tv series

TV shows ‘Riverdale’ and ‘13 Reasons Why’ prove that it takes a village to kill a child

Dark themes of murder, abuse and drug addiction course through the shows, both of which are set in American high schools.

Being a teenager is terrifying. Not only is your body and mind going through all sorts of changes, but often, it looks like everyone around you is doing a better job of handling what you are struggling with.

This is a tale as old as time, and one that television has told time and again. The high school show takes different shapes: comedy (Freaks and Geeks being great examples), drama (Friday Night Lights), a delightful blend of the two (Gossip Girl and The OC), even supernatural and paranormal (Buffy the Vampire Slayer and The Vampire Diaries). Newer entrants Riverdale, based on the characters from the classic Archie comics, and Netflix’s sobering 13 Reasons Why are more serious-minded than some of their forebears, falling along the thin line between drama and angst. What unites these otherwise disparate shows about teenage girl gangs and outsiders looking to fit in are the narratives of loss, confusion and the manner in which the community is paradoxically, simultaneously weakened and strengthened.

Both Riverdale and 13 Reasons Why are set in small towns, with the majority of their characters being in high school. Both open with death: in Riverdale, Jason Blossom’s staged death ends up being an actual one, while 13 Reasons Why opens with the suicide of Hannah Baker, who has left behind cassettes telling stories of the 13 people she believes have driven her to take this step. The show opens with the tapes coming to Clay Jensen, number 11 on the list.

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13 Reasons Why.

The deaths of Jason and Hannah leave the characters of their respective shows reeling. In the case of Riverdale, the safe, decent and innocent facade of the small town is blown off spectacularly. The show’s narrator, Jughead Jones, constantly reminds viewers that “things changed forever” with the discovery of Jason’s body. Factions come to light along with old feuds between picture-perfect families. Friends fight and turn their backs on one another, but at the same time, new alliances are formed, with characters like Betty Cooper and Jughead, the good girl next door and the mopey hipster, coming together to solve the various mysteries that suddenly pepper their existence.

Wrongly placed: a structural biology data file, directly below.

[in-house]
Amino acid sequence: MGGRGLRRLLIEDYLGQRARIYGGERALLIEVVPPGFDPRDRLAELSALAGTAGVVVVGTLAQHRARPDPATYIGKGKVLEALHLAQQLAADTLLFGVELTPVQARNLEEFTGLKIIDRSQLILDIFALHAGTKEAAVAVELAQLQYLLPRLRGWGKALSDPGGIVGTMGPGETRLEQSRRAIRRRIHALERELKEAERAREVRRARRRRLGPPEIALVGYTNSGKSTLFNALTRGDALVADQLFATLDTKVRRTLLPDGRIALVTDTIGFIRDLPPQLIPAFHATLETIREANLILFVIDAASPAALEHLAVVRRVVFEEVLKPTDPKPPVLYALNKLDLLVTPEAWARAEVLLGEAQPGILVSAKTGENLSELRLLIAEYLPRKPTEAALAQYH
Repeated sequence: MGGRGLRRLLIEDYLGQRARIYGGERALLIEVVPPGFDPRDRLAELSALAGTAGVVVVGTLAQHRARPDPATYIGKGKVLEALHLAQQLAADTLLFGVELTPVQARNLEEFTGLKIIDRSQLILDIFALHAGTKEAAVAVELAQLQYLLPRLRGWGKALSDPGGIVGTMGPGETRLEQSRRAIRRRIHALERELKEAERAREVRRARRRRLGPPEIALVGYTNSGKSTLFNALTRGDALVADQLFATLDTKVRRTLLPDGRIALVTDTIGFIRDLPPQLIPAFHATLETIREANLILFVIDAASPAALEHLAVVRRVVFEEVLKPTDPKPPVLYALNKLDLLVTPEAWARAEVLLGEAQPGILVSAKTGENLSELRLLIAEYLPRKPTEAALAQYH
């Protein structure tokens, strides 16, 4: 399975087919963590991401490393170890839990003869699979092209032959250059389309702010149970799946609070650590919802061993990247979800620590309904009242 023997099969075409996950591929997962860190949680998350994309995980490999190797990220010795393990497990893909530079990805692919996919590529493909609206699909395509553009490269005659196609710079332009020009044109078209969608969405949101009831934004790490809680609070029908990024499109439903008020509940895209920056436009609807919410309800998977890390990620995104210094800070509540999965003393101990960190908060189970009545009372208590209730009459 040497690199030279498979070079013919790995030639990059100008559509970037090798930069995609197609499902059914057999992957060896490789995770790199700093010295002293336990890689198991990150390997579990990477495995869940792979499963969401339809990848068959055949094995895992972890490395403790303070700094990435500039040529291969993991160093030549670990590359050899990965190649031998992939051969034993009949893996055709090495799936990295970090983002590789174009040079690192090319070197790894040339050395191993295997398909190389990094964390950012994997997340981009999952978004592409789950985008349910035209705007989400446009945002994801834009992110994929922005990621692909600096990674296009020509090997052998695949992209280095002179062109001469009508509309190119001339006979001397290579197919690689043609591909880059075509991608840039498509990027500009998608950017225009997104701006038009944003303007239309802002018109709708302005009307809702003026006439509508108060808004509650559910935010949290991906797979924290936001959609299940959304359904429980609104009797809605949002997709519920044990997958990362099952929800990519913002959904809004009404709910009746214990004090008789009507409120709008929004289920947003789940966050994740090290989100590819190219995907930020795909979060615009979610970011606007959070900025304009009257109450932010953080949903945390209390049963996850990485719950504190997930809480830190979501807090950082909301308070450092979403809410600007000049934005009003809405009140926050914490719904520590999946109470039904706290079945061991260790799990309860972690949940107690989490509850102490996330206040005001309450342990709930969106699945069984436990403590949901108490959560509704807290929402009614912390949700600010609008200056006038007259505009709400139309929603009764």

13 Reasons Why is more explicit in its denouncement of community as killer. Hannah Baker arrives at a new high school in sophomore year, and her tragedy begins almost immediately. She hangs out with the popular jock, Justin Foley, who slaps on her the reputation of being easy. Interactions and friendships each come to a depressing halt, usually because of one misplaced word or action. Hannah’s tapes make their way through the chain of people, mostly fellow students who have had some impact on her life and decision. In her absence, they bind those same students together, each watching the other to make sure no one spills the truth of Hannah’s life.

13 Reasons Why is based on a bestselling young adult novel of the same name. Its tone couldn’t be more unlike the Archie comics, falling more in line with cult classic The Perks of Being a Wallflower. It is dark and deals with some of the dark realities of high school – the more sinister side of bullying and its fallout, slut shaming, suicide and finally and perhaps most horrifyingly, rape and sexual assault. Riverdale also attempts to shoehorn these issues into its storyline, but perhaps because of the writing, they come across as preachy extraneous and something done to check things off a list.

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Riverdale.

The examination of the ramifications of sexual and substance abuse in 13 Reasons Why makes it clear that these are not only integral to its characters’ motivations; indeed, other, more adult-oriented shows could take a page out of its book when it comes to similar portrayals.

There’s a popular adage that it takes a village to raise a child. If we are to believe the lessons of Riverdale and 13 Reasons Why, it also takes a village to kill one.

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The quirks and perks of travelling with your hard to impress mom

We must admit that the jar of pickle always comes in handy.